The Anglican parish registers exist from 1681 and the Bishop's Transcripts from 1561.
The Lincolnshire Archives have the Parish Register for these dates: Baptisms 1681-1930, Marriages 1681-1926, Burials 1681-1849.
The Lincolnshire Archives have the Bishop's Transcripts for this parish, but, as of 2012, they were not catalogued properly. The Family History Library in Salt Lake City and the Family History Centre in London have the BTs from 1561 through 1838. These can be ordered on Microfilm.
The Lincolnshire FHS has published several marriage indexes and a burial index for the Beltisloe Deanery to make your search easier.
The Wesleyan Methodists built a chapel here in 1880. For information and assistance in researching these chapels, see our non-conformist religions page.
Little Bytham is both a village and parish which lies 92 miles north of London, 8 miles north of Stamford, 7 miles east of Bourne and 4 miles south of Corby Glen. Castle Bytham parish lies to the west and Creeton parish to the north. The parish covers just over 1,230 acres.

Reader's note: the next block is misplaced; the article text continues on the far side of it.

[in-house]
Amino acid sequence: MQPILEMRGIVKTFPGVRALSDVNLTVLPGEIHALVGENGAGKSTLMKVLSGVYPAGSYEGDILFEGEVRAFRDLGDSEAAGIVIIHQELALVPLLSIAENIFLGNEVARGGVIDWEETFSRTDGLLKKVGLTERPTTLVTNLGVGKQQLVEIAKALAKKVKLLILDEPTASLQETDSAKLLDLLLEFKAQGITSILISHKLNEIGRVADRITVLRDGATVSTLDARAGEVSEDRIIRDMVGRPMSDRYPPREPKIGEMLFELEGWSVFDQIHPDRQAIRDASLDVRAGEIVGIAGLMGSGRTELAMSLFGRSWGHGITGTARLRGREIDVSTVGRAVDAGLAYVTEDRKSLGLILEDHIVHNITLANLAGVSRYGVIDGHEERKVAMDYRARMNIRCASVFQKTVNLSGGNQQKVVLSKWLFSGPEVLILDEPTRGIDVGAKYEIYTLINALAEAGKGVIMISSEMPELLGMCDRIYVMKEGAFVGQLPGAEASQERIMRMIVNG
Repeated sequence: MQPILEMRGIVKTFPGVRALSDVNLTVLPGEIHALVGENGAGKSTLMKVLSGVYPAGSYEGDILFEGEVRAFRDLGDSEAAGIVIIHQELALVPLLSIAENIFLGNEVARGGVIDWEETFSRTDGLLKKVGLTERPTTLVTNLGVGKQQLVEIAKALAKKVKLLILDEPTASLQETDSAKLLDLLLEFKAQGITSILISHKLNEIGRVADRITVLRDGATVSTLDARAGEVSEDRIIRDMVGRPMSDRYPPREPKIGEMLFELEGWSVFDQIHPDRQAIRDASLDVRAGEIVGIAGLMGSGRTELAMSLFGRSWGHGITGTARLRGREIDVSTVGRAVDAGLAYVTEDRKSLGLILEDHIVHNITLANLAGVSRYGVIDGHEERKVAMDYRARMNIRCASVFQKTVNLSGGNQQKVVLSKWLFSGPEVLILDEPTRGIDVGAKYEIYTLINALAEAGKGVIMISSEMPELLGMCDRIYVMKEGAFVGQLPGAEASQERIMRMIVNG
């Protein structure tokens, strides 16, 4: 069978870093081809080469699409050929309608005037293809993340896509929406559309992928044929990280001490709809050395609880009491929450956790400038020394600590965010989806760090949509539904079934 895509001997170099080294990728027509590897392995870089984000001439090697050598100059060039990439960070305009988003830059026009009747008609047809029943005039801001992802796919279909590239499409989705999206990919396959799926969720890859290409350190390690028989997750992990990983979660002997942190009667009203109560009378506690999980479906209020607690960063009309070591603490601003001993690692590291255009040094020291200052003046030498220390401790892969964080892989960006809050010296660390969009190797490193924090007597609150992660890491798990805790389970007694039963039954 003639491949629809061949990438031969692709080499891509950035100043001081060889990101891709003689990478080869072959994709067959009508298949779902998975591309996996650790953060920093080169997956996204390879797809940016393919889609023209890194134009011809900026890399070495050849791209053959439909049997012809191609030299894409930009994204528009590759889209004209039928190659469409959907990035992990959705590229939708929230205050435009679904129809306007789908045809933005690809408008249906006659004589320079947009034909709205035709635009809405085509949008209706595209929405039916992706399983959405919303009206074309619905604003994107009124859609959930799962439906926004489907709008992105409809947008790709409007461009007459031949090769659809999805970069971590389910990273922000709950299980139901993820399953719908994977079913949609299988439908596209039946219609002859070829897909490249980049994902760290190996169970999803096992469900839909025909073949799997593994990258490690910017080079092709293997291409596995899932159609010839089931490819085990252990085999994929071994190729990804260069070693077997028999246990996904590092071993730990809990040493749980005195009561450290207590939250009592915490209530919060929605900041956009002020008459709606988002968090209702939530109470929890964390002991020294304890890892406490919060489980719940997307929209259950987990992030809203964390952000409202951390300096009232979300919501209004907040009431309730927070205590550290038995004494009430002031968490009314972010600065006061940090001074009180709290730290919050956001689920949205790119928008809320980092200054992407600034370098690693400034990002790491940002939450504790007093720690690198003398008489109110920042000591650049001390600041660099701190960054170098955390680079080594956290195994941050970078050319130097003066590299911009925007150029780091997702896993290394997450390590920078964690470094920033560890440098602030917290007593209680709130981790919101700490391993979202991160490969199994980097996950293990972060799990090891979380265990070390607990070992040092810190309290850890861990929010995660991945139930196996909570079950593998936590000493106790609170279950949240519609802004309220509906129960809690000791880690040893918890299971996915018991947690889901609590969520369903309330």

The village is called "an ancient village on an acclivity" in the early directories of 1800. The River Tham flows through the village and on toward the River Witham. The West Glen River passes just east of the village. If you are planning a visit:
By automobile, the village lies just east of the A1 trunk road.
Check the bus schedules at Transport Services. Beware, some routes do not have scheduled stops in Little Bytham, they just pass through the village. Remember to ask the driver if they stop (or will stop) there.
The village Hall is on High Street, postal code NG33 4QX.
There is a caravan park just northwest of the village.
Some travellers will prefer the Willougby Arms for a meal and beverage. They are on Station Road.
The "Adamantine Clinker & Fireclay Company" were the 20th century followup in making firebricks.
The main line of the Midland and Great Northern is considered to begin at a point near Little Bytham, where it is connected with the L.M.S. branch from Saxby. It crosses the L.N.E.R. and runs via Bourne, Sutton Bridge, South Lynn, Fakenham, and Melton Constable, to Cromer. This line carries the express trains from the Midlands to the East Coast.
Bytham is from the Old English bythme or "valley bottom," and the name first appears in 1067 as Bytham and in the 1086 Domesday Book as Bitham. [A. D. Mills, "A Dictionary of English Place-Names," Oxford University Press, 1991].